The other day I was dicussing Ravelry with a new knitter. She wasn’t sure about it and couldn’t figure things out so we went to my Ravelry page and I showed her what I use Ravelry for. This isn’t the first time I’ve gotten this question and I figure there might be others who are also pondering over the same subject. To help out I therefore give you:
My Top 5 Reasons To Use Ravelry
or rather, the main reasons why I use Ravelry. If you have other suggestions, please leave a comment, and if you don’t like my reasons, it’s of course totally up to you what you want, or don’t want, to use Ravelry for.
1. To search for patterns. Through Ravelry I have found amazing patterns that I wouldn’t have discovered otherwise. I knit my first English pattern in 2009, I joined Ravelry in 2010 and since then I almost exclusively knit patterns in English that I find on Ravelry. That’s not because I think other patterns are bad or something, it’s just that I’m lazy and Ravelry has such a variety of patterns that I usually don’t find the need to search elsewhere. The advantages of Ravelry as you pattern source is actually worth a list of it’s own but it short, you can modify your search and add whatever parameter you like, whether it’s what garment you want, what age it’s for, what yarn weight or needle size you want, if you want lace or cables or how much yarn you have available for the project. You can see what other knitters thought about the pattern and how their’s turned out and what yarn has been used for this pattern and how that worked out.
2. To keep track of my projects. I love statistics almost to a fault. I like to know exactly how many times I’ve run 5 k in a month or a year, how fast I went each time, how my progress is and which date, what time during the day and if that affected my time. It’s the same with knitting. I want to know exactly how many shawls I’ve knit in a year, what needles I used and what yarn, which patterns and so on. Since I give away a lot of what I make, and I make about 50 projects each year, it would be impossible to keep it all in my head. I can’t even remember half of the projects I made before joining Ravelry. Thanks to my project pages and the notes I put there, I can go back to a UFO and see what I was doing, what size and what mods I’ve done and if there is something else I should think about. I can find leftover yarn in my stash without ball bands and I remember which project I used it for and I can go back to Ravelry and find more information about it. I can look up what color the cardigan was that I made for my niece two Christmases ago and what pattern I used so I don’t make the same one again and I can make sure I don’t give my father-in-law hats two years in row.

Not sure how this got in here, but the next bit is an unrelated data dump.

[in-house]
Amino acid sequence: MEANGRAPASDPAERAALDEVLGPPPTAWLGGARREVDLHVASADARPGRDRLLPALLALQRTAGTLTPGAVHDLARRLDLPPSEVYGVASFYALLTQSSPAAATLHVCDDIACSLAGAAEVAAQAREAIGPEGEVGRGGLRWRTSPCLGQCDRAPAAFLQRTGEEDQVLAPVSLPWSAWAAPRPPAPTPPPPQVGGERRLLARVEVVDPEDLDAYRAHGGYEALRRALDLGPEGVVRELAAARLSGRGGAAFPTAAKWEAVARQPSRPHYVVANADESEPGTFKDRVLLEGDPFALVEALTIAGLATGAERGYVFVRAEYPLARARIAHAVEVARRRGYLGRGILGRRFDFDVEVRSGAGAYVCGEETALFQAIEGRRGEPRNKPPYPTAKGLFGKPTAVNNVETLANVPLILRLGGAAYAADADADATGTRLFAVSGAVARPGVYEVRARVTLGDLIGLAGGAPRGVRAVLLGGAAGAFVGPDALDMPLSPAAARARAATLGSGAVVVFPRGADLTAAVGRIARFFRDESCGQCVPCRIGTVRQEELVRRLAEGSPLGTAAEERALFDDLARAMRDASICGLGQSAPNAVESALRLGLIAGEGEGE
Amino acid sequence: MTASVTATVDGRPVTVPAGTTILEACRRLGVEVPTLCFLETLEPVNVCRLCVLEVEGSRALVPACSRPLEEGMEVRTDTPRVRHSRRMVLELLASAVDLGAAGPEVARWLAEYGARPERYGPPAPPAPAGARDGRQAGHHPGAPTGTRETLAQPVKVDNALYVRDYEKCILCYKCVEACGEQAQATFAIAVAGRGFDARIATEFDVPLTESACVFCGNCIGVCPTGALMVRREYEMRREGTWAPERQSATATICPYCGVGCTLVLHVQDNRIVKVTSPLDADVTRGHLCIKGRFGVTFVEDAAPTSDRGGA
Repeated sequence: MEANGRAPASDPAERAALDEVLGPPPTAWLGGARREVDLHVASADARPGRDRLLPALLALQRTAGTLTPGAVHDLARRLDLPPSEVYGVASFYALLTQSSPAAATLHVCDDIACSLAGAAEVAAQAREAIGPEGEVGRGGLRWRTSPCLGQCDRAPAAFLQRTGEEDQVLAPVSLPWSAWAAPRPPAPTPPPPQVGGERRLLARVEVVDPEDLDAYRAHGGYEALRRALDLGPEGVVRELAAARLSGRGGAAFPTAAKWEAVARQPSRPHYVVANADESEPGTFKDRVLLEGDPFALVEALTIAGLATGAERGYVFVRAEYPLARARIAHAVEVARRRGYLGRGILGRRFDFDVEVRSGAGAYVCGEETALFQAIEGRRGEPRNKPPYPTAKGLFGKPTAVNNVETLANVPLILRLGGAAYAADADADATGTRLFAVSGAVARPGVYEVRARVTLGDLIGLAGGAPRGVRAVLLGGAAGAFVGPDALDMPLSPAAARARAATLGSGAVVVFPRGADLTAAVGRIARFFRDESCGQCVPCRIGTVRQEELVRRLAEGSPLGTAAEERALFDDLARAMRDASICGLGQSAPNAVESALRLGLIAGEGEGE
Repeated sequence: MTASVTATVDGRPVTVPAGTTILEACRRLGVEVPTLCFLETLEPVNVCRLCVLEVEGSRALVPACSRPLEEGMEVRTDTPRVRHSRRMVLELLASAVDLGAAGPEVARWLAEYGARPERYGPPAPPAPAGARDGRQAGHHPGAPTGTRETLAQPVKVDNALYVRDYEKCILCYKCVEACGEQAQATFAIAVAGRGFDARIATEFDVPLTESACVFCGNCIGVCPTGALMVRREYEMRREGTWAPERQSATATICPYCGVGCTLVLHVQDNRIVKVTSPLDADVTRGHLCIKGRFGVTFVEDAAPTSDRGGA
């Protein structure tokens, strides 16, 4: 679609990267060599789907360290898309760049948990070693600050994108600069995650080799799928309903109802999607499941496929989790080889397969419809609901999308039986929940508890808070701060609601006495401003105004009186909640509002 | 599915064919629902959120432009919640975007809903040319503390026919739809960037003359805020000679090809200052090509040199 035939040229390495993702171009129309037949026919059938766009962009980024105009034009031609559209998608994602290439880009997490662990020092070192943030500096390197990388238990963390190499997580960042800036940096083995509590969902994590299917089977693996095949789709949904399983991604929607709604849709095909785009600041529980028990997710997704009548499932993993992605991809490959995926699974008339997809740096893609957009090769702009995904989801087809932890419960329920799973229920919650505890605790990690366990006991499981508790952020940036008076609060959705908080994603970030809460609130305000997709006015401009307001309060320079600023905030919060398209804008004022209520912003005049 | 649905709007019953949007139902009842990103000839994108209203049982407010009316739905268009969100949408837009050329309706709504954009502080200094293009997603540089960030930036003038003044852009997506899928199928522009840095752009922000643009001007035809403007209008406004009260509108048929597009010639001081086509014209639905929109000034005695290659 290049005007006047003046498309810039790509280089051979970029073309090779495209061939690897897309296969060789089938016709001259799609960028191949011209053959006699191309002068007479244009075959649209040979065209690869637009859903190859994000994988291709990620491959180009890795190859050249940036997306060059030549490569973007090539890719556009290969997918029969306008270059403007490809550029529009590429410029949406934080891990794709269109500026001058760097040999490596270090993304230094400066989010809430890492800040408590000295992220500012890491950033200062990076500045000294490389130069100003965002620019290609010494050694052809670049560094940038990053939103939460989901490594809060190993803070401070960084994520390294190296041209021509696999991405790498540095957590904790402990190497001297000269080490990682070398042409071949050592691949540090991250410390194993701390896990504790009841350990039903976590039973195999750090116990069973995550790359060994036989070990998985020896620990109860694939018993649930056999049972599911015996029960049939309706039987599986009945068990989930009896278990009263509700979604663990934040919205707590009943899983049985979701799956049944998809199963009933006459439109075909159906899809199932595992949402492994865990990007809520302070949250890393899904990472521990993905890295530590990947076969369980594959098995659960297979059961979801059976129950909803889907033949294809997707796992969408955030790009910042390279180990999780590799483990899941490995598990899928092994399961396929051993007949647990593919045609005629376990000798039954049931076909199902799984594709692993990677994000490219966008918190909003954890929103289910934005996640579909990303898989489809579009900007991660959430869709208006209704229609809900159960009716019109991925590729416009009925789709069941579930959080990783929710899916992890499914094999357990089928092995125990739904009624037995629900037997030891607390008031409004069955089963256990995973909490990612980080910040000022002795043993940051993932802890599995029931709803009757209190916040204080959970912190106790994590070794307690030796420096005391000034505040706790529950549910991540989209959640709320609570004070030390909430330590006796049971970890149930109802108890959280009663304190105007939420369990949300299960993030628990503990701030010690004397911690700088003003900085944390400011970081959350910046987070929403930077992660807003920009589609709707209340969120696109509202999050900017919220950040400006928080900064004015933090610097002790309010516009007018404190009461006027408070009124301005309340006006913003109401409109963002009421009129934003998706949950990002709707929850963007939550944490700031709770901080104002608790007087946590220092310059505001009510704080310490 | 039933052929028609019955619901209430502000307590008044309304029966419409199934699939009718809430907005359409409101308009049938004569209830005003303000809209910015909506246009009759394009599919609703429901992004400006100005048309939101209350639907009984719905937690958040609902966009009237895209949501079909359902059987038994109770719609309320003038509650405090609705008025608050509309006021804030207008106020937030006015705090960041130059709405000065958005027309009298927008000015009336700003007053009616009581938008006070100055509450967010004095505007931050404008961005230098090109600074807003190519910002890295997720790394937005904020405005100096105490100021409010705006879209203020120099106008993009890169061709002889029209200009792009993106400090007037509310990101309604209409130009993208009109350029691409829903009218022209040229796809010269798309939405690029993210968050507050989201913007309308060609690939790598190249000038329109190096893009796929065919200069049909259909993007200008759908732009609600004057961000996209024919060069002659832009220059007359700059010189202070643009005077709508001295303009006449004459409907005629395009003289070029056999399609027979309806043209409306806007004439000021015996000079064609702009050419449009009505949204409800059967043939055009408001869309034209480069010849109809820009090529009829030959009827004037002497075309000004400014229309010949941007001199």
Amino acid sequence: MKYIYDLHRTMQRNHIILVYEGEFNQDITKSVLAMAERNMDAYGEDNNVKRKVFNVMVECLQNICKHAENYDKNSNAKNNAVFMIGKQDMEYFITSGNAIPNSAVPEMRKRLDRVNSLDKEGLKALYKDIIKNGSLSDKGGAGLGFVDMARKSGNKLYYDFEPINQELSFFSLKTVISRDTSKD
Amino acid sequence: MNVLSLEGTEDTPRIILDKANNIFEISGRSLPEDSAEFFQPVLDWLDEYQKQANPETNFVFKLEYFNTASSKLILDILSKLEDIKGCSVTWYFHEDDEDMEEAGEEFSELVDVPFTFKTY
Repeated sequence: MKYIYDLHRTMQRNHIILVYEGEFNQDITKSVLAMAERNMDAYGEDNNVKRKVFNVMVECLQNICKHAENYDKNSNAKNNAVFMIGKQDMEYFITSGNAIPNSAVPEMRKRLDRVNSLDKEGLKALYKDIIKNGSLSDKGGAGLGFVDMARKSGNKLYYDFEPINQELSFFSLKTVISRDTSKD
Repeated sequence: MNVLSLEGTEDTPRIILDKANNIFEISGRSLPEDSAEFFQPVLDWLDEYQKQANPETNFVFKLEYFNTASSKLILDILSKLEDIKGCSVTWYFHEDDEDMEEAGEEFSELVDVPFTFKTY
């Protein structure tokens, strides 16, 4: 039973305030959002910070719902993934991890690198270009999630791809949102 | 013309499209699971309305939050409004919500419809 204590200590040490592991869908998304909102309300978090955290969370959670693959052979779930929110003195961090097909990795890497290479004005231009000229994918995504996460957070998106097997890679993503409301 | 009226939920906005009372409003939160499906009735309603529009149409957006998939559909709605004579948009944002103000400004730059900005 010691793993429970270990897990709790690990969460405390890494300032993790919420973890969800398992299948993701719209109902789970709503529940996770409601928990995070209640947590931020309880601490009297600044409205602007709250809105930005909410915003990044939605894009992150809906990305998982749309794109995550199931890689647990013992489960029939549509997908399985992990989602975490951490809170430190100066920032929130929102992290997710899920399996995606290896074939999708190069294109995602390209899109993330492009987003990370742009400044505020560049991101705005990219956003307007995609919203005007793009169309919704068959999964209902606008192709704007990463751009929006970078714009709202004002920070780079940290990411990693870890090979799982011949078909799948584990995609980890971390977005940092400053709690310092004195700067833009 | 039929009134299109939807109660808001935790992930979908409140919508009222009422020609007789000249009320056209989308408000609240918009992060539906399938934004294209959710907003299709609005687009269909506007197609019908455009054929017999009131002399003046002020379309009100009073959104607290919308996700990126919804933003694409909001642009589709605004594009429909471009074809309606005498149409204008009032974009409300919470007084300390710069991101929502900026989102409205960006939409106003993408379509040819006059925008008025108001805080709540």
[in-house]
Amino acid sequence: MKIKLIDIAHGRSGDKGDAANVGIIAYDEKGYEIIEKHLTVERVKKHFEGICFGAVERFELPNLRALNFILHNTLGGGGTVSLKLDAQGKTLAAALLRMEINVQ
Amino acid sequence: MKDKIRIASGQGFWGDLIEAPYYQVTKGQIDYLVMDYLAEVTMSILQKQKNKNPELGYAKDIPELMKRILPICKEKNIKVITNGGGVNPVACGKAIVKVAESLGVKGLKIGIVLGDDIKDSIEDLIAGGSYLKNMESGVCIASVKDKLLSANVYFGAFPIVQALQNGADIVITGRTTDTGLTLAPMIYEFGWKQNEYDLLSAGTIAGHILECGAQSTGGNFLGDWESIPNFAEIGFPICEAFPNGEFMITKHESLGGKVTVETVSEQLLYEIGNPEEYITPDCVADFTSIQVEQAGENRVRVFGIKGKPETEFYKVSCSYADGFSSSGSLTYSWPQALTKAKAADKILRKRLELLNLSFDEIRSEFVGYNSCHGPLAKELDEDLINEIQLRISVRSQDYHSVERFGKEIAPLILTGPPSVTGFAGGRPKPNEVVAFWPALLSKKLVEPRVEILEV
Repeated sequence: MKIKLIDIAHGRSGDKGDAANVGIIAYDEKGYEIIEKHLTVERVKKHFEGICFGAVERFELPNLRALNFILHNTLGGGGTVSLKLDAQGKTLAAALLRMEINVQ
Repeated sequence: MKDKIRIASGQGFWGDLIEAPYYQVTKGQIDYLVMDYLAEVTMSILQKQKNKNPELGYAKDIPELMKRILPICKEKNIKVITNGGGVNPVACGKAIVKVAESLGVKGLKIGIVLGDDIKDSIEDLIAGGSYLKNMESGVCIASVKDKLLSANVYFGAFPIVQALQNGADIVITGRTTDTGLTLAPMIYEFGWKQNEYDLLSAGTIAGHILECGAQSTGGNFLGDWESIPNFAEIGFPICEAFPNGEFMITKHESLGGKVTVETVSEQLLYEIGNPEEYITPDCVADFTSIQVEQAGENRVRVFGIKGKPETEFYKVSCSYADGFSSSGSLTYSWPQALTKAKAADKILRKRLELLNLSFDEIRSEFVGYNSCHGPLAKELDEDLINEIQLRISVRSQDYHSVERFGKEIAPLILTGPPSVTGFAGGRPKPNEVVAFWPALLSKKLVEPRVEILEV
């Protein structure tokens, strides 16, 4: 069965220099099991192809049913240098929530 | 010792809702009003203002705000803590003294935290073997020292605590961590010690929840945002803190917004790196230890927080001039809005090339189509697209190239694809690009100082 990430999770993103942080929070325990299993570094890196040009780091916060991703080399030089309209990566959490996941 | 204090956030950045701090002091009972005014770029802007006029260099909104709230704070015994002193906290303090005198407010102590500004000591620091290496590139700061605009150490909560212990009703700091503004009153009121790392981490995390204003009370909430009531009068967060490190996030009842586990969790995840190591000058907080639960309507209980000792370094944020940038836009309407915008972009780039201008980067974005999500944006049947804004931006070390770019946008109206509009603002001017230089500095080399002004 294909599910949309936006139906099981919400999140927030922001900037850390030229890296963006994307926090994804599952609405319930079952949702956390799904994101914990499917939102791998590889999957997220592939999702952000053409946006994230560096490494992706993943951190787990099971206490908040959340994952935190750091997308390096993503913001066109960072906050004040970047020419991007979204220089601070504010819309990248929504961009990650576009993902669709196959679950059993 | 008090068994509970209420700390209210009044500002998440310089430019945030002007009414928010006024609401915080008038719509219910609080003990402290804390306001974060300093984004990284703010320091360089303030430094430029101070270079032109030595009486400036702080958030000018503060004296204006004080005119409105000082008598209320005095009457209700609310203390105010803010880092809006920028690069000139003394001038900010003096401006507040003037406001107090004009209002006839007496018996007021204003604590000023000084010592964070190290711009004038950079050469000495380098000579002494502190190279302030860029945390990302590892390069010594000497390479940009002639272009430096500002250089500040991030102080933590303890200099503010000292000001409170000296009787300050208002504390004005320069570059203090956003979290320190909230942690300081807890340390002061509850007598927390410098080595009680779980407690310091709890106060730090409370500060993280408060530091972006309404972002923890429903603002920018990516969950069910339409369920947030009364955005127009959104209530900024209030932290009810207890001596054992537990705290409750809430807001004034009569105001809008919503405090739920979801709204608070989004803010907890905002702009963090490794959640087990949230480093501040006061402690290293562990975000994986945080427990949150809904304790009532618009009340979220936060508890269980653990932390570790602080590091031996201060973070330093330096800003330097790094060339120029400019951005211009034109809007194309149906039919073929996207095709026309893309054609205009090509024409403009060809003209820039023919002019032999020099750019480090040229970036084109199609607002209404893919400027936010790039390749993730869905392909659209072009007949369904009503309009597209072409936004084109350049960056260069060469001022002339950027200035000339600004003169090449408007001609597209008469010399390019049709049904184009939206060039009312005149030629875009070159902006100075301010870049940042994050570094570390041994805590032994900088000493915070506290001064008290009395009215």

3. To find yarn for a project. This question is split in two but it all begins with the yarn. I might want to know what yarn from a certain company has the right weight for a pattern I’ve found or I might have a yarn I like and I want to know what patterns works for that yarn. Ravelry to the rescue.
4. To can keep track of all my pattern books and to store patterns. I can also easily search through all my pattern books instead of looking through them one by one. I can favorite patterns I just happen upon and like but don’t have time to knit right then and there and then I can find them later. Also, when I look at what pattern would work with a certain yarn, Ravelry knows what among my favorites would work and suggests those first. Also, if a pattern that I’ve bought through Ravelry is updated, I get a new version straight into my Ravelry library. I can also find information on erata.
5. To get support with tricky patterns and to talk to other people who
are obsessed like the same thing as I do. When I made the Princess Shawl I got some great help to find good needles for example, and I’ve since helped others who have questions about that particular shawl. I learned French knitting terms, I found my Yarn Club through Ravelry and much, much more.
That’s in short why I love Ravelry and why I use it so much. It really helps me with every aspect of my knitting and allows me to be part of something bigger, to bond with knitters on the other side of the globe and to find yarn and yarn stores and patterns and designers that I would never have so much as Heard of without Ravelry. I think that’s pretty cool, actually.